-> AND B.TABLE_NAME = A.TABLE_NAME\G
*************************** 1. row ***************************
           id: 1
  select_type: SIMPLE
        table: A
         type: ALL
possible_keys: NULL
          key: TABLE_SCHEMA,TABLE_NAME
      key_len: NULL
          ref: NULL
         rows: NULL
        Extra: Using where; Skip_open_table; Scanned 0 databases
*************************** 2. row ***************************
           id: 1
  select_type: SIMPLE
        table: B
         type: ALL
possible_keys: NULL
          key: NULL
      key_len: NULL
          ref: NULL
         rows: NULL
        Extra: Using where; Open_frm_only; Scanned all databases;
               Using join buffer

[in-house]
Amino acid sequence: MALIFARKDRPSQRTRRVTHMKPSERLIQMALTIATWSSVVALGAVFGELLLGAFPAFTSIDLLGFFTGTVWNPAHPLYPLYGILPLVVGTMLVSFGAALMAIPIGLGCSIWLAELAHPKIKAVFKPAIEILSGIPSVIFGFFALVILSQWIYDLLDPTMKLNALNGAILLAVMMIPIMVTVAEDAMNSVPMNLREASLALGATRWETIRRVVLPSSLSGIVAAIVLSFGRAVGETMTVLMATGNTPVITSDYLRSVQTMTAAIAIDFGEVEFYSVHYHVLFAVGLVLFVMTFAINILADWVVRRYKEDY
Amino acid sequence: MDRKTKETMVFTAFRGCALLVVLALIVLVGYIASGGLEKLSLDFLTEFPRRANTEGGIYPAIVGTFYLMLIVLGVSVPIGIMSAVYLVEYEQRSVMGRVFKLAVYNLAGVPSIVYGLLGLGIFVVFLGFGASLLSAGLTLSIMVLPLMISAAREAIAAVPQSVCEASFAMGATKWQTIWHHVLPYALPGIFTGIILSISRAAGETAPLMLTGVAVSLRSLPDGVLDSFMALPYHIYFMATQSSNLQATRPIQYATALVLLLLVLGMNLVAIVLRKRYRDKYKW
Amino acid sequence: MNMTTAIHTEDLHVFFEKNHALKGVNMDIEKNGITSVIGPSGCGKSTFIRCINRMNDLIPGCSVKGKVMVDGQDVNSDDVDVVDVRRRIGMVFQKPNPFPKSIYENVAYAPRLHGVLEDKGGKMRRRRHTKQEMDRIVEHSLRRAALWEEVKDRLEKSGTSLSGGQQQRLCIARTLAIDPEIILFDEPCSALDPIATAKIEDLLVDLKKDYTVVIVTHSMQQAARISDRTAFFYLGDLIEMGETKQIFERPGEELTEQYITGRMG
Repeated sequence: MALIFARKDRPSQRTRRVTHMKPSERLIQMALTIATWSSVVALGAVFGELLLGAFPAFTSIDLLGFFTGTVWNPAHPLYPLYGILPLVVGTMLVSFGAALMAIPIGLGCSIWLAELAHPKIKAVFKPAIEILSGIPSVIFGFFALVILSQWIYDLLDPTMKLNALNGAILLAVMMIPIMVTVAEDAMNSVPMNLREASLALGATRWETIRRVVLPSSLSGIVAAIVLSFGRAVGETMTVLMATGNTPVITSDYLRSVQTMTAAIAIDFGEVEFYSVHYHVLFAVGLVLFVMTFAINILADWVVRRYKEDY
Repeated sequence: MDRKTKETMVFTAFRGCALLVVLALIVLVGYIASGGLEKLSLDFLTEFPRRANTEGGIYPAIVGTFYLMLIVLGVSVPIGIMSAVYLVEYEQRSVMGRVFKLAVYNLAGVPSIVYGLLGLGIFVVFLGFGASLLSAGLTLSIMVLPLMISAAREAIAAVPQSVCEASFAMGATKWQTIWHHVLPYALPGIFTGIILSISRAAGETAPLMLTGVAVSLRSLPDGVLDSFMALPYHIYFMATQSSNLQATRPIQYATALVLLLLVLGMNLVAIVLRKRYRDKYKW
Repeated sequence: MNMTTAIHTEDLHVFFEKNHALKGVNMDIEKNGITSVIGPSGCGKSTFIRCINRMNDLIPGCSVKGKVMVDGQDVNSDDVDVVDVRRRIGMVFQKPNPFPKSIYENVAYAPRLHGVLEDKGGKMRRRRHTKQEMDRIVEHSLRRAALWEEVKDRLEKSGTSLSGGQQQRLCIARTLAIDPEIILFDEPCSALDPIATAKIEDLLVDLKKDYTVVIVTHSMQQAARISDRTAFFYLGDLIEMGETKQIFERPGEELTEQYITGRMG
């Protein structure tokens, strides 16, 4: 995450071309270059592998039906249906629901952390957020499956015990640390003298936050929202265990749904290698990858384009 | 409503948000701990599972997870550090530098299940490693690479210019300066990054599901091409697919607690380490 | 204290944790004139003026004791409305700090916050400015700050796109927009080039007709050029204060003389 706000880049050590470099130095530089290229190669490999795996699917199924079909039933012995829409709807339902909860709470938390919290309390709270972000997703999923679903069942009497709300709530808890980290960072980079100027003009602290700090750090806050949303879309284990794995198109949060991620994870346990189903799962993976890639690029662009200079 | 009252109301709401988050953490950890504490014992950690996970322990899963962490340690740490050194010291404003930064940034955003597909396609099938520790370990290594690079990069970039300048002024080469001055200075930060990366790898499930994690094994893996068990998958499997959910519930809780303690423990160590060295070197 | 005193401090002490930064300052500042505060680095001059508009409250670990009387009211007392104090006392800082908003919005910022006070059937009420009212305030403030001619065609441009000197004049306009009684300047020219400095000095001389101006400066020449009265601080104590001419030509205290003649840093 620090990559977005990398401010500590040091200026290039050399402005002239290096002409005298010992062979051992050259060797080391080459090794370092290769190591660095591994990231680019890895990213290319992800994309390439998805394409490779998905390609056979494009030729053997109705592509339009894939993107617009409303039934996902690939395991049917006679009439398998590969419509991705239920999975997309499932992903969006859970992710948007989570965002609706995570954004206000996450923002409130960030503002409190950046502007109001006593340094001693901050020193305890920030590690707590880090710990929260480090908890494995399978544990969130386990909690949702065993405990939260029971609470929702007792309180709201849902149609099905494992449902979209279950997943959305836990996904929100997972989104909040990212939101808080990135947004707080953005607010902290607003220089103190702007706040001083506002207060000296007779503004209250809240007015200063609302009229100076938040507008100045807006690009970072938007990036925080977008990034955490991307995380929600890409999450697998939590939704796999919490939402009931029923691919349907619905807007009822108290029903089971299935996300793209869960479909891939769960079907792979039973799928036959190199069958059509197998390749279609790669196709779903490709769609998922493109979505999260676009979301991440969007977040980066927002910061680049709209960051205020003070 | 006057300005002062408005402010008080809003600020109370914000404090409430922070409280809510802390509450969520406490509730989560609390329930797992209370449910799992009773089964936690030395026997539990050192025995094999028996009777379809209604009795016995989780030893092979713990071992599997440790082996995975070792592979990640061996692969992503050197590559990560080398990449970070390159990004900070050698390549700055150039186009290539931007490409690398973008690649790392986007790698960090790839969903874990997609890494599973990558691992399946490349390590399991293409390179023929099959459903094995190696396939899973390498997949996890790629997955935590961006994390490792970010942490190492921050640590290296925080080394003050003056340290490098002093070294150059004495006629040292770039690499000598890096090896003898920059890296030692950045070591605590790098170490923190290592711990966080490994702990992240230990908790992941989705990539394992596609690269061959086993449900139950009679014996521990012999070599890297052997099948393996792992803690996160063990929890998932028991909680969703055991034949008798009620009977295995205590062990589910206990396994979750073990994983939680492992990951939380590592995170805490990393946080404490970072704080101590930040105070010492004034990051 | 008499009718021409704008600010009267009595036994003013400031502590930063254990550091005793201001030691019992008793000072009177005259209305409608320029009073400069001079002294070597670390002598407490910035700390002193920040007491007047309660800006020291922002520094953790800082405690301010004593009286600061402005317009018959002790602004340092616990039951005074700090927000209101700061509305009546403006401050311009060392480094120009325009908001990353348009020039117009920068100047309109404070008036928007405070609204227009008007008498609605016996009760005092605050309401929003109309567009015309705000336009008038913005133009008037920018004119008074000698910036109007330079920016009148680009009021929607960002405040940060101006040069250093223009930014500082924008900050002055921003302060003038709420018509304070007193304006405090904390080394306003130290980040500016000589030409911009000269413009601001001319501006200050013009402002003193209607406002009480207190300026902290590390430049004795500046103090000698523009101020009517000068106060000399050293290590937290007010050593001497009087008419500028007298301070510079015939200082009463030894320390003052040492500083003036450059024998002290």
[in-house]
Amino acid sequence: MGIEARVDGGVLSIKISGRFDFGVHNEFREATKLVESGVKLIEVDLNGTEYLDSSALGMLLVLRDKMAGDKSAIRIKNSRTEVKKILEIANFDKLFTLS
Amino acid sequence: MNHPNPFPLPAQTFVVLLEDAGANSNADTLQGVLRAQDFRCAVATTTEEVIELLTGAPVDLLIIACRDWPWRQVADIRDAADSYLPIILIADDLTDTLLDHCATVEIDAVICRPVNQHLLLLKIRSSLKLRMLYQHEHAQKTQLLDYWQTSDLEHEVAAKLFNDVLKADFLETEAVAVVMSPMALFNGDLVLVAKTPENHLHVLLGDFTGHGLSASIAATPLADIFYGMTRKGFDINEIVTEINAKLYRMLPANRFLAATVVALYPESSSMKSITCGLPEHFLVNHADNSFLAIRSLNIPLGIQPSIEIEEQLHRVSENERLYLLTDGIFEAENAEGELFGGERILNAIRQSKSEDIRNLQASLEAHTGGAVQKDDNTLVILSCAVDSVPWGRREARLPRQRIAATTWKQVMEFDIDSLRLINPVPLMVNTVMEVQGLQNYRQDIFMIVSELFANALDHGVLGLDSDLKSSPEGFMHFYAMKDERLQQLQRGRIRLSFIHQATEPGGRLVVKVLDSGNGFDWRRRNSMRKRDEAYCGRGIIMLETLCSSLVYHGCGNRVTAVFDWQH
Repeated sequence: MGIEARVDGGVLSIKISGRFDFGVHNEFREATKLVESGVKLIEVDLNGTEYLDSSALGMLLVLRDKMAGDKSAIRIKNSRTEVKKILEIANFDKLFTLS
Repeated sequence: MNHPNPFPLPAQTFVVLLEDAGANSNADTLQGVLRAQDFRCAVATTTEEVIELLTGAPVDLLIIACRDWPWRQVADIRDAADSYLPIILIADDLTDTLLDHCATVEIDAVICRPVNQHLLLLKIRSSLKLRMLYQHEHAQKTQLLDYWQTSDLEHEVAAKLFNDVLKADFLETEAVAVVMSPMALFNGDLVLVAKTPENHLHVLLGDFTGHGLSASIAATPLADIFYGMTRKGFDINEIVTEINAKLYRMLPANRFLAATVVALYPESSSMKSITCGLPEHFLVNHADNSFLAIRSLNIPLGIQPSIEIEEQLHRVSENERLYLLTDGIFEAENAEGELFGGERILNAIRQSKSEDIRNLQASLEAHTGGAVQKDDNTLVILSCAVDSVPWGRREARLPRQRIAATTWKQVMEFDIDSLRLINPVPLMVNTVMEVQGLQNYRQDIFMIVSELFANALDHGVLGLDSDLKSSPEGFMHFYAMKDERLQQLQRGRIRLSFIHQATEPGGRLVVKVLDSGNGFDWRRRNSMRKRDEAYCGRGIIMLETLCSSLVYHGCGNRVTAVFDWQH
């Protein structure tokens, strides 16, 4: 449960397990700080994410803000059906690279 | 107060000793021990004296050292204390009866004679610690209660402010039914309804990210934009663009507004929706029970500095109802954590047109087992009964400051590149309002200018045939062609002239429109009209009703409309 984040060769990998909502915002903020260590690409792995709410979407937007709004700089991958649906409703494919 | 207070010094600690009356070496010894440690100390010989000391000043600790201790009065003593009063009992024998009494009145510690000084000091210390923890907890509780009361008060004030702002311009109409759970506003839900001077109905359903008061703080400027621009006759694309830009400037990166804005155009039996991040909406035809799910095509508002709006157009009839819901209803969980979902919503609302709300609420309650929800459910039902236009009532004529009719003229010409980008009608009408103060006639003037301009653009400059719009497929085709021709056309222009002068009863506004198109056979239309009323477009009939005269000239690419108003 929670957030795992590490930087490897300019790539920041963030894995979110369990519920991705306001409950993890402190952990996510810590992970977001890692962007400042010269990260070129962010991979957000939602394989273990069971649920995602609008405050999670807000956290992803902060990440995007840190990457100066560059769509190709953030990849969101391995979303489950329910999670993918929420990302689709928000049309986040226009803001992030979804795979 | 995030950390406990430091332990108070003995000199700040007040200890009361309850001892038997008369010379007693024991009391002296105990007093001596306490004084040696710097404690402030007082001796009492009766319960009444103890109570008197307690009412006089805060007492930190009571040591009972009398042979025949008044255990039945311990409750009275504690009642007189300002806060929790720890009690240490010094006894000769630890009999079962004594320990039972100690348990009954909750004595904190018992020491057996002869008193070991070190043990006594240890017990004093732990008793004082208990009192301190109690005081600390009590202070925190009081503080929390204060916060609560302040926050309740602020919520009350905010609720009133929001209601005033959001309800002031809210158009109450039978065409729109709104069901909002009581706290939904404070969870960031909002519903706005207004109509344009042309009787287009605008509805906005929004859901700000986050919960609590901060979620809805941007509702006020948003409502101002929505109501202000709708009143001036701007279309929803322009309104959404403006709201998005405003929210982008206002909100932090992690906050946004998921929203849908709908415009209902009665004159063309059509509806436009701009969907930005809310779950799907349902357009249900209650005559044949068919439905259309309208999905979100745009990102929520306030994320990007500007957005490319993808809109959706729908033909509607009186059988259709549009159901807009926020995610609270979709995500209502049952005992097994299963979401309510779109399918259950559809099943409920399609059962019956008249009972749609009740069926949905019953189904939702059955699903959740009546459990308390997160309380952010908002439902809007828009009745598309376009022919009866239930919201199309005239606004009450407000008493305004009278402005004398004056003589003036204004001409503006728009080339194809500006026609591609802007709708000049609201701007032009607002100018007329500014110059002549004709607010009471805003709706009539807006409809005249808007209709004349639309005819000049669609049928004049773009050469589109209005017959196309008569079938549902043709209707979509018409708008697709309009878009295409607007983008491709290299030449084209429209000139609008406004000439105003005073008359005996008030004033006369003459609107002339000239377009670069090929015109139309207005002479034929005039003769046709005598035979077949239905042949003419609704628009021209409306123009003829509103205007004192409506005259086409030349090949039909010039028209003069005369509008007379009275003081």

For the first EXPLAIN output row: Constant database and table lookup values enable the server to avoid directory scans for TABLES values. References to TABLES.TABLE_NAME require no further table files.

For the second EXPLAIN output row: All COLUMNS table values are OPEN_FRM_ONLY lookups, so COLUMNS.TABLE_NAME requires the .frm file to be opened.

mysql> EXPLAIN SELECT * FROM INFORMATION_SCHEMA.COLLATIONS\G
*************************** 1. row ***************************
           id: 1
  select_type: SIMPLE
        table: COLLATIONS
         type: ALL
possible_keys: NULL
          key: NULL
      key_len: NULL
          ref: NULL
         rows: NULL
        Extra:

In this case, no optimizations apply because COLLATIONS is not one of the INFORMATION_SCHEMA tables for which optimizations are available.